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    Sewer Smell in Laundry Room

    Asked Dec 3, 2006, 07:19 PM 13 Answers
    We are getting a sewer gas smell when we do laundry! This started as just the odd time and then became almost every time we did laundry. We have a brand New Kenmore front load washer and front load dryer(both electric as we have no natural gas in our house) - but the smell had happened before these new appliances but only once or twice a year. It seems that after the second wash load the smell starts. It is terrible! We checked all drains and all have the P-trap. We tried pouring every type of "drain" chemical there is down every drain and nothing helped. The smell would start in the laundry room and make its way up to our bedroom bathroom! The odd time our main bathroom (upstairs as well) would have a mild sewer smell coming from the drain as well. So we called in a plumber about 2 months ago. He checked all drains and they were fine. He put a snake down the sewer vent on the roof and said he really couldn't find any problems. The smell was gone! We were so happy. Well today the smell is back! I did one load of laundry in the wash and it was fine. BUT... as soon as I put the load in the dryer the smell came! (no 2nd load of laundry washed either) Could it be from something else other than the plumbing? Our dryer exaust vent goes from the back of our dryer straight outside (only 18inches). No idea why the smell is back or what caused it. However... I did notice a very slight sewer smell in the main bathroom sink drain again the past couple days but poured "drano" down it and it went away. The smell seems to be coming from in the ceiling! We had plumbing work done in our master bathroom above it in the spring. We put in a new tub and found out the old one had leaked. The drywall had black mold on it and was shot so it was all cut out there... so we can really smell it as the ceiling is wide open. Could there still be mold in the ceiling causing this smell and how would this be related to running our washer or dryer? AAHHH... what could be causing this.. I don't even know what professional to call for help!

    Last edited by sheribo; Dec 3, 2006 at 07:53 PM.
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    speedball1's Avatar
    speedball1 Posts: 29,303, Reputation: 1939
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    #2

    Dec 4, 2006, 07:11 AM


    Smells and noises are the most difficult to track down if you're not there.
    While we can't pinpoint the source we can point you to the most likely offenders.
    This is only a guess but We've had so many complaints like yours I just have to voice it. It would seem that the washer manufactures,( especially Maytag, check to see if that's who made your Kenmore) make their pumps stronger. If you have a 1 1/2" trap and drain it might not be large enough to handle the volume the pump puts out. If that's so the discharge will build up and produce backflow. Backflow will produce a "bubble" of sewer gas that it pushes back up the drain line coming out the washer stand pipe. That's where you get your smell. All indications point to this as the cause. The only remedy that I know of, outside of increasing the drain size, would be to install a compression fitting on the standpipe and a check valve next to the hose outlet on the washer. This would make it a closed system that no gas could escape from. Regards, tom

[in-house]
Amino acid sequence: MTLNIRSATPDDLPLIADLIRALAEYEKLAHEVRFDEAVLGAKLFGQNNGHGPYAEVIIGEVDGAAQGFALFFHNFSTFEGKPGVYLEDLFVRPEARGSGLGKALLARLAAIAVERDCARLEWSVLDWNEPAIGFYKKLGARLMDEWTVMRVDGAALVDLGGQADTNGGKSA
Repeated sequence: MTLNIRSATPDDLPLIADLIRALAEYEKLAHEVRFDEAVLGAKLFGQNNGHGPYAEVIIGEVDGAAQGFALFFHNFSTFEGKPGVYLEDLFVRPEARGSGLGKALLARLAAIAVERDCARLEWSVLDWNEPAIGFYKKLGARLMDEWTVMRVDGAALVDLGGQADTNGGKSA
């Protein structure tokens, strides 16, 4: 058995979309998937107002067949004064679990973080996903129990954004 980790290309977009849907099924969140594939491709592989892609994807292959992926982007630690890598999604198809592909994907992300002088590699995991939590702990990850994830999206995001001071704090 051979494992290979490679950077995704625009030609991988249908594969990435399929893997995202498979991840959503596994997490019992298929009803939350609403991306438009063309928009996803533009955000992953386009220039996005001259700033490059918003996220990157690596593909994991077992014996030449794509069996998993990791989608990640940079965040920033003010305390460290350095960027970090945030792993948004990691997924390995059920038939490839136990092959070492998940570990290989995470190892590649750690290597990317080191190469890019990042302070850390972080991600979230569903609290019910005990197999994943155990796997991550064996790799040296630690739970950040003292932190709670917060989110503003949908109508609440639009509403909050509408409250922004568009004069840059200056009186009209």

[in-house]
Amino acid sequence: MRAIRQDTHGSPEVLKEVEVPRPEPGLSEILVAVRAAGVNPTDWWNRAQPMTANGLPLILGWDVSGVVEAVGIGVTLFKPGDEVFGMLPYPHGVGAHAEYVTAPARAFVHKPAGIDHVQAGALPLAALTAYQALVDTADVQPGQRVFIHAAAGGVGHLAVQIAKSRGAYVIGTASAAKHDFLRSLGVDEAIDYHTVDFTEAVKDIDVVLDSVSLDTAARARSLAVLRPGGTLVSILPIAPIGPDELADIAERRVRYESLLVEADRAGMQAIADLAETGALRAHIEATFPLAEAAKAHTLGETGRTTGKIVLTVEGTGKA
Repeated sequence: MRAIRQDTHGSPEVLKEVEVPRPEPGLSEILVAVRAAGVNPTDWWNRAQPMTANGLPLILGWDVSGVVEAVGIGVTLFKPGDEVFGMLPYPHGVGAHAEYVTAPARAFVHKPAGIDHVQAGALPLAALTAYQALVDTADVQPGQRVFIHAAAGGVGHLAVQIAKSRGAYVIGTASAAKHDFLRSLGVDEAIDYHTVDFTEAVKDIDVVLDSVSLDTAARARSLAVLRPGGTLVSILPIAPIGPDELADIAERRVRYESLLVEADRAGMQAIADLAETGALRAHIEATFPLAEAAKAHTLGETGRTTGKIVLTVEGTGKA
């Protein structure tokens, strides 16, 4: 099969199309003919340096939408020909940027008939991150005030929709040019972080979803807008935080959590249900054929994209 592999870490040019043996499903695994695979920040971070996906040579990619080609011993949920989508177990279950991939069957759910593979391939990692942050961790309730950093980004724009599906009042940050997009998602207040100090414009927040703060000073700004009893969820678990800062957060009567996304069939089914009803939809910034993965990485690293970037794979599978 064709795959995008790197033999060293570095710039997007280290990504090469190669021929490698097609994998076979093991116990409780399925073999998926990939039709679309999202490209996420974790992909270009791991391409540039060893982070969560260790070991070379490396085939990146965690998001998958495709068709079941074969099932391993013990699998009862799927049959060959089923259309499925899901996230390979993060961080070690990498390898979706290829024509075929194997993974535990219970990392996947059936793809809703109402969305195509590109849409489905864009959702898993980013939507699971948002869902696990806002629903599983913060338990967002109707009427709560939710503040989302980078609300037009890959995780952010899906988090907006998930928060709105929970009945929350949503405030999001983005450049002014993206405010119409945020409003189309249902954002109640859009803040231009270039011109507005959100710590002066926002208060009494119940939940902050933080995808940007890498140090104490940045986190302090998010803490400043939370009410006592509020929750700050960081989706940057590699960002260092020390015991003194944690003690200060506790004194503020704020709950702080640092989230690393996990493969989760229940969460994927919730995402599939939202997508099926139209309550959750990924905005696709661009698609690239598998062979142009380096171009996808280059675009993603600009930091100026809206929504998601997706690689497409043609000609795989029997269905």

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    sheribo's Avatar
    sheribo Posts: 53, Reputation: 2
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    #3

    Dec 4, 2006, 12:07 PM
    The smell is not coming from the standpipe. It is coming from the open ceiling above the appliances. Do you think adding this device will stop the smell even though it is coming from a different area? Could our sewer vent on the roof be plugged - even though it was just snaked 2 months ago. I live in Canada and we have had very large amounts of snow in the past month!
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    speedball1's Avatar
    speedball1 Posts: 29,303, Reputation: 1939
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    #4

    Dec 4, 2006, 03:33 PM


    The vent could be iced up. There's a lot of moisture in a vent pipe. Regards, Tom
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    sheribo's Avatar
    sheribo Posts: 53, Reputation: 2
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    #5

    Dec 6, 2006, 08:53 AM
    Well my husband climbed on the roof and poured water down the pipe. We did 2 loads of laundry the following day and NO SMELL! So it must be that pipe that keeps getting plugged up! Thanks for your help
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    speedball1's Avatar
    speedball1 Posts: 29,303, Reputation: 1939
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    #6

    Dec 6, 2006, 10:01 AM


    If frozen vents are a problem then you may be interested in checking out Arctic Vents at: http://www.heatline.com/arcticprod.htm
    Cheers, Tom
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    mmay's Avatar
    mmay Posts: 1, Reputation: 1
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    #7

    Dec 24, 2006, 03:29 PM
    Quote Originally Posted by speedball1
    Smells and noises are the most difficult to track down if you're not there.
    While we can't pinpoint the source we can point you to the most likely offenders.
    This is only a guess but We've had so many complaints like yours I just have to voice it. it would seem that the washer manufactures,( especially Maytag, check to see if that's who made your Kenmore) make their pumps stronger. If you have a 1 1/2" trap and drain it might not be large enough to handle the volume the pump puts out. If that's so the discharge will build up and produce backflow. Backflow will produce a "bubble" of sewer gas that it pushes back up the drain line coming out the washer stand pipe. That's where you get your smell. All indications point to this as the cause. The only remedy that I know of, outside of increasing the drain size, would be to install a compression fitting on the standpipe and a check valve next to the hose outlet on the washer. This would make it a closed system that no gas could escape from. Regards, tom
    Tom,
    This sounds like my problem exactly. In a previous answer you indicated you can "snake from the washer vent". What does this mean?
    Also I wouldn't know how to install a compression fitting on the standpipe, nor a check valve next the washer's hose outlet.
    What would you suggest?
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    speedball1's Avatar